Content » Vol 84, Issue 1

Clinical Report

Risk Factors for Incomplete Excision of Basal Cell Carcinomas

Alex Bogdanov-Berezovsky, Arnon D. Cohen, Ronen Glesinger, Emanuela Cagnano, Yuval Krieger, Lior Rosenberg
DOI: 10.1080/00015550310020585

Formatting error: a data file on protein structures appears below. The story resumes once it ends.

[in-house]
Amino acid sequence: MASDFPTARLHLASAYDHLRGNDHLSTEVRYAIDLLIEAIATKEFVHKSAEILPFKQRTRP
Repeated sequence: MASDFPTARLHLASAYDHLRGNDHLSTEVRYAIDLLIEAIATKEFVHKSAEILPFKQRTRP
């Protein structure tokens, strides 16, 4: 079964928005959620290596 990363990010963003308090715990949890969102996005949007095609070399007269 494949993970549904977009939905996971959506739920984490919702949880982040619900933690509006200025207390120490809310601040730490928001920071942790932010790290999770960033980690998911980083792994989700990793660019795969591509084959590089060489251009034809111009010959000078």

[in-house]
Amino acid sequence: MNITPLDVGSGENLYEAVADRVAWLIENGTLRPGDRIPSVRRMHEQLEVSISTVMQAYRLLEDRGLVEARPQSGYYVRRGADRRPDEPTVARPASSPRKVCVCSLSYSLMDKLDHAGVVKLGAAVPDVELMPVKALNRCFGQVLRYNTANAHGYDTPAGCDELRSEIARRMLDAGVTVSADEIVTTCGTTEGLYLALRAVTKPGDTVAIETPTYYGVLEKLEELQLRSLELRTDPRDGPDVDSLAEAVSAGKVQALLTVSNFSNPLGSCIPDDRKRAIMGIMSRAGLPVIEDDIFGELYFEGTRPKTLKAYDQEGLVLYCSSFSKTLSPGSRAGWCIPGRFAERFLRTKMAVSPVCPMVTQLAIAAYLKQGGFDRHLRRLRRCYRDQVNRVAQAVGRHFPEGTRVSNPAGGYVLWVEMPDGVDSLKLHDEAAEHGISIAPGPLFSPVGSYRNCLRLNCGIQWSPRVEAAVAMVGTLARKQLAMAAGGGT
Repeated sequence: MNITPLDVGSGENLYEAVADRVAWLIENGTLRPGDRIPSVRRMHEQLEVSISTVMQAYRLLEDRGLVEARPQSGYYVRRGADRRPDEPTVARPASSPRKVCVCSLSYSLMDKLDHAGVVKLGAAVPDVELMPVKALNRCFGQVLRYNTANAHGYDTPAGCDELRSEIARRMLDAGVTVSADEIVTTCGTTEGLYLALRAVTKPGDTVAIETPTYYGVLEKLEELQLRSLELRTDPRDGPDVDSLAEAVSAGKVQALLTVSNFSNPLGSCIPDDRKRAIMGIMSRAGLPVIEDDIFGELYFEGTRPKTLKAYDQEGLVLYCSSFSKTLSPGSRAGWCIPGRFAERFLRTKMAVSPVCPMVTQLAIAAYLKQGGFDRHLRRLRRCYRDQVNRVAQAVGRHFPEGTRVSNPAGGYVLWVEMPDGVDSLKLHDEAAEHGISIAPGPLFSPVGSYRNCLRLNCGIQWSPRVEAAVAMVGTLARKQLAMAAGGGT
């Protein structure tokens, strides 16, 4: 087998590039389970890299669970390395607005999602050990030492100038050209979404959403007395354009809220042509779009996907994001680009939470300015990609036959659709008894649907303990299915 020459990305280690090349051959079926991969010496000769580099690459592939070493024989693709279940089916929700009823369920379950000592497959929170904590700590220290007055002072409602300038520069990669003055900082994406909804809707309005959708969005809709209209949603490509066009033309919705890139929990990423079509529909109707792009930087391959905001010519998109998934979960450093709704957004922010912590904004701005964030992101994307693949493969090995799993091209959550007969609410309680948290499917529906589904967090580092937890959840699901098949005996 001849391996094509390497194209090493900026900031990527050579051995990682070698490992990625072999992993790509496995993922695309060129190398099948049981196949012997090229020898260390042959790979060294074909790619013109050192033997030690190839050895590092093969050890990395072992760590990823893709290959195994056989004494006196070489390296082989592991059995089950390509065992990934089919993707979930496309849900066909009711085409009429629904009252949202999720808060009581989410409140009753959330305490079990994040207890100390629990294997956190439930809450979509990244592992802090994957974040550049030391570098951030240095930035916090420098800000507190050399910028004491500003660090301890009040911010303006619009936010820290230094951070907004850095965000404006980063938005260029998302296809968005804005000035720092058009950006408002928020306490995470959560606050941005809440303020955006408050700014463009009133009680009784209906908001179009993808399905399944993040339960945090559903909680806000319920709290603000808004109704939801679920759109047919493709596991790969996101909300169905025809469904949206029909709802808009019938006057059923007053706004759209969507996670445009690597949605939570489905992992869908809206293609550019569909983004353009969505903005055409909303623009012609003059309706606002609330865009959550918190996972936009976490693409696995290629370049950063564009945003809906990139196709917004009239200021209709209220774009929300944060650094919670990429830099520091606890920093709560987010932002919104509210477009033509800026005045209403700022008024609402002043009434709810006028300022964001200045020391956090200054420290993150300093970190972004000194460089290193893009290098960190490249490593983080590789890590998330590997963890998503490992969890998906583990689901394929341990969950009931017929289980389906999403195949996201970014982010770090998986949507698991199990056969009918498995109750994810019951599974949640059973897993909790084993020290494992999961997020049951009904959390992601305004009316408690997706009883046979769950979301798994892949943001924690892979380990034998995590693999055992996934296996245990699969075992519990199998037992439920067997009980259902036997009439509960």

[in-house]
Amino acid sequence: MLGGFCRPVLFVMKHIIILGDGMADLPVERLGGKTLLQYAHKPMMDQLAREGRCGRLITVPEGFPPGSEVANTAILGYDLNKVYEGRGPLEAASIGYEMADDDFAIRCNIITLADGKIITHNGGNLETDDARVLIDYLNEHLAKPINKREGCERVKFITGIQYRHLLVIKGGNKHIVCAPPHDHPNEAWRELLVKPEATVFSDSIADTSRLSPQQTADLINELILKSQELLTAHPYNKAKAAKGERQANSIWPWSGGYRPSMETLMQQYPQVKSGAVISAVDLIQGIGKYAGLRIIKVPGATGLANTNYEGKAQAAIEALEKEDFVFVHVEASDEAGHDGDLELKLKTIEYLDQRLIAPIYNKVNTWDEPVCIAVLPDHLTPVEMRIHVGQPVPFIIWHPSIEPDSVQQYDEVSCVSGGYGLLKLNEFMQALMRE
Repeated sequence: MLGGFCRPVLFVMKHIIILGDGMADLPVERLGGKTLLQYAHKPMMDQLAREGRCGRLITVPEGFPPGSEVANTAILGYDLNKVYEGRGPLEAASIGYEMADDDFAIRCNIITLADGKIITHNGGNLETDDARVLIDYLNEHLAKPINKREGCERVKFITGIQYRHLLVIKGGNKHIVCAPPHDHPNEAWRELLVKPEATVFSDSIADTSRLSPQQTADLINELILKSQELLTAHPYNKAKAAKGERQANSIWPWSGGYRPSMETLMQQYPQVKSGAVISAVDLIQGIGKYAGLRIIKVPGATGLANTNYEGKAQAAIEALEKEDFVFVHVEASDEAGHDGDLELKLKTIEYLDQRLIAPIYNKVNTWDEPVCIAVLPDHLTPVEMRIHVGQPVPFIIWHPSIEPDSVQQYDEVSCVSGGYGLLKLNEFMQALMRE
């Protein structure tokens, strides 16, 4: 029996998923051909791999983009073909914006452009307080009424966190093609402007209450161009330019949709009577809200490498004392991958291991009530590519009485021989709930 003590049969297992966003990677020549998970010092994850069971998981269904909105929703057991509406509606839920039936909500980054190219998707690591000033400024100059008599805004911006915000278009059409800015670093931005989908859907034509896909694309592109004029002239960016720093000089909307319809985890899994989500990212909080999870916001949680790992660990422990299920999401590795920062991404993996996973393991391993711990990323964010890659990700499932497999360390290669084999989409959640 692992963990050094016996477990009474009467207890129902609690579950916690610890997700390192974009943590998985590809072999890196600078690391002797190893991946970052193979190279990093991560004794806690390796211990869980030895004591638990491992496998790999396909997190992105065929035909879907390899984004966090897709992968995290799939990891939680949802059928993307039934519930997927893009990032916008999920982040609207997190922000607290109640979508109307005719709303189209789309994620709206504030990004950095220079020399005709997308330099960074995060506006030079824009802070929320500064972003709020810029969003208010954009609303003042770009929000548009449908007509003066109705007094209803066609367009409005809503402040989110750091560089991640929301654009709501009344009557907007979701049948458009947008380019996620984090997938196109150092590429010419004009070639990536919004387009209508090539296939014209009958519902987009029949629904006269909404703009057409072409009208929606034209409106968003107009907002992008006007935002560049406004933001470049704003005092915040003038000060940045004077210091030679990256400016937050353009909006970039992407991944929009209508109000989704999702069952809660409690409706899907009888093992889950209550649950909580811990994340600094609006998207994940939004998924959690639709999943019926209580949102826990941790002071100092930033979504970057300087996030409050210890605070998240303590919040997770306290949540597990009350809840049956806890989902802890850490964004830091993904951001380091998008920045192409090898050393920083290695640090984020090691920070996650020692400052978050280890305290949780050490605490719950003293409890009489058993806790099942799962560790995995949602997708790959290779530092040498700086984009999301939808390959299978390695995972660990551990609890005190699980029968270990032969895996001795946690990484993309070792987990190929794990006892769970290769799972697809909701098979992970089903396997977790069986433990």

Incomplete excision of basal cell carcinomas (BCCs) may be followed by recurrence of the tumor. In order to detect risk factors for incomplete excision of BCCs we performed a cross-sectional study of 1278 patients who underwent a primary excision of BCCs, during a four-year period, within an ambulatory and hospital plastic surgery department setting. Incomplete excision occurred in 159 of 1478 primary excisions of BCCs (10.8%) and was significantly associated with location of the tumors in the eyelids (OR 3.64, 95% CI 1.96-6.71), ears (OR 2.51, 95% CI 1.25-4.94), naso-labial folds (OR 2.26, 95% CI 0.99-5.04) and nose (OR 1.88, 95% CI 1.30-2.71). There was an inverse association with location of the tumors in the upper limbs (OR 0.44 95% CI 0.21-0.90), back (OR 0.12, 95% CI 0.02-0.48) or chest (OR 0.09, 95% CI 0.00-0.57). Baso-squamous differentiation was associated with incomplete excision of BCCs (p =0.03). No association was observed between incomplete excision of BCCs and gender, age, setting of the operation (ambulatory vs. hospital), clinical appearance of the lesion (suspected BCCs vs. other diagnoses) or diameter of the lesions. In conclusion, incomplete excision of BCCs was associated with location of the tumors in the eyelids, ears, naso-labial folds and nose. We recommend that in patients with BCCs located in these sites, surgeons should commence particular surgical measures to avoid inadequate excisions of the tumors.


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